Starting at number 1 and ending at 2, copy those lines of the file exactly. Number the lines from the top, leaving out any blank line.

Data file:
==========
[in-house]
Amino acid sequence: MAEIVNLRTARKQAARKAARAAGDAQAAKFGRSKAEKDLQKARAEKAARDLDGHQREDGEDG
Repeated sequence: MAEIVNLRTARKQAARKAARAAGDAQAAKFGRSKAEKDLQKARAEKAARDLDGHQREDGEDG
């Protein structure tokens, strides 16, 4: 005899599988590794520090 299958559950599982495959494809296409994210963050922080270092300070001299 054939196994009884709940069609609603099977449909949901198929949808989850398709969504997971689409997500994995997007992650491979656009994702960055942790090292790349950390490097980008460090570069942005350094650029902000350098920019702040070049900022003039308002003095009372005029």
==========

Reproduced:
[in-house]
Amino acid sequence: MAEIVNLRTARKQAARKAARAAGDAQAAKFGRSKAEKDLQKARAEKAARDLDGHQREDGEDG